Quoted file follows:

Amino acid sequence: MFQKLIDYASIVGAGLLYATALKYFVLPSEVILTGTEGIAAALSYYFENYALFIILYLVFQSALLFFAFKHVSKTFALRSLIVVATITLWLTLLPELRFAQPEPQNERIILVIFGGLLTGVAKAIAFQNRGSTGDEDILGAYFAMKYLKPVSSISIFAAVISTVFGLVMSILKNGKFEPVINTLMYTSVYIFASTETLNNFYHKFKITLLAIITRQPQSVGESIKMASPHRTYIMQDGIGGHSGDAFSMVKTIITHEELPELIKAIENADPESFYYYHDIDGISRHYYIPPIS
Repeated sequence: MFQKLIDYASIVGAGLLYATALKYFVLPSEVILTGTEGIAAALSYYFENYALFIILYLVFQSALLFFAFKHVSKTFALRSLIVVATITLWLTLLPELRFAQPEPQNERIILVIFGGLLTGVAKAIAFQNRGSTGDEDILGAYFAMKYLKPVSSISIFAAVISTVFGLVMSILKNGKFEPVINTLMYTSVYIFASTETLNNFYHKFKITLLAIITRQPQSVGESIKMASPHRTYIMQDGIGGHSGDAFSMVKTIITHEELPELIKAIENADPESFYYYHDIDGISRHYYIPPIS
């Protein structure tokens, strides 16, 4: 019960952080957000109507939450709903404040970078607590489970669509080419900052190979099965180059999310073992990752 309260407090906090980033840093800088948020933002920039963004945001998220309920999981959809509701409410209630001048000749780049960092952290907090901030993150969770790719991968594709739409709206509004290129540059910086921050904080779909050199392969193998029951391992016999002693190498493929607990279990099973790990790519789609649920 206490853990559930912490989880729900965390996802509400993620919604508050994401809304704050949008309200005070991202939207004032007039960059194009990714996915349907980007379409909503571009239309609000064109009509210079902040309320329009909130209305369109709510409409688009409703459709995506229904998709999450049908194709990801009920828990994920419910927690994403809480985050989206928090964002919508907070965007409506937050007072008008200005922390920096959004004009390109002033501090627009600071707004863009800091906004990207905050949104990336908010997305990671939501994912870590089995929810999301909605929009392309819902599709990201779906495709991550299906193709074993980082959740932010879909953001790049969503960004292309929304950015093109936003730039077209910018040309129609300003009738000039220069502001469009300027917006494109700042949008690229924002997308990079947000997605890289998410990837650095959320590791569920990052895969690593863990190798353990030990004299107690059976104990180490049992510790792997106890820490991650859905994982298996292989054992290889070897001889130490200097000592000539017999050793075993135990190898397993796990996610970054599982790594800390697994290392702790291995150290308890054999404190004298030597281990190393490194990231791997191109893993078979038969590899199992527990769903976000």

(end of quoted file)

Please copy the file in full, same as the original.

Amino acid sequence: MFQKLIDYASIVGAGLLYATALKYFVLPSEVILTGTEGIAAALSYYFENYALFIILYLVFQSALLFFAFKHVSKTFALRSLIVVATITLWLTLLPELRFAQPEPQNERIILVIFGGLLTGVAKAIAFQNRGSTGDEDILGAYFAMKYLKPVSSISIFAAVISTVFGLVMSILKNGKFEPVINTLMYTSVYIFASTETLNNFYHKFKITLLAIITRQPQSVGESIKMASPHRTYIMQDGIGGHSGDAFSMVKTIITHEELPELIKAIENADPESFYYYHDIDGISRHYYIPPIS
Repeated sequence: MFQKLIDYASIVGAGLLYATALKYFVLPSEVILTGTEGIAAALSYYFENYALFIILYLVFQSALLFFAFKHVSKTFALRSLIVVATITLWLTLLPELRFAQPEPQNERIILVIFGGLLTGVAKAIAFQNRGSTGDEDILGAYFAMKYLKPVSSISIFAAVISTVFGLVMSILKNGKFEPVINTLMYTSVYIFASTETLNNFYHKFKITLLAIITRQPQSVGESIKMASPHRTYIMQDGIGGHSGDAFSMVKTIITHEELPELIKAIENADPESFYYYHDIDGISRHYYIPPIS
């Protein structure tokens, strides 16, 4: 019960952080957000109507939450709903404040970078607590489970669509080419900052190979099965180059999310073992990752 309260407090906090980033840093800088948020933002920039963004945001998220309920999981959809509701409410209630001048000749780049960092952290907090901030993150969770790719991968594709739409709206509004290129540059910086921050904080779909050199392969193998029951391992016999002693190498493929607990279990099973790990790519789609649920 206490853990559930912490989880729900965390996802509400993620919604508050994401809304704050949008309200005070991202939207004032007039960059194009990714996915349907980007379409909503571009239309609000064109009509210079902040309320329009909130209305369109709510409409688009409703459709995506229904998709999450049908194709990801009920828990994920419910927690994403809480985050989206928090964002919508907070965007409506937050007072008008200005922390920096959004004009390109002033501090627009600071707004863009800091906004990207905050949104990336908010997305990671939501994912870590089995929810999301909605929009392309819902599709990201779906495709991550299906193709074993980082959740932010879909953001790049969503960004292309929304950015093109936003730039077209910018040309129609300003009738000039220069502001469009300027917006494109700042949008690229924002997308990079947000997605890289998410990837650095959320590791569920990052895969690593863990190798353990030990004299107690059976104990180490049992510790792997106890820490991650859905994982298996292989054992290889070897001889130490200097000592000539017999050793075993135990190898397993796990996610970054599982790594800390697994290392702790291995150290308890054999404190004298030597281990190393490194990231791997191109893993078979038969590899199992527990769903976000």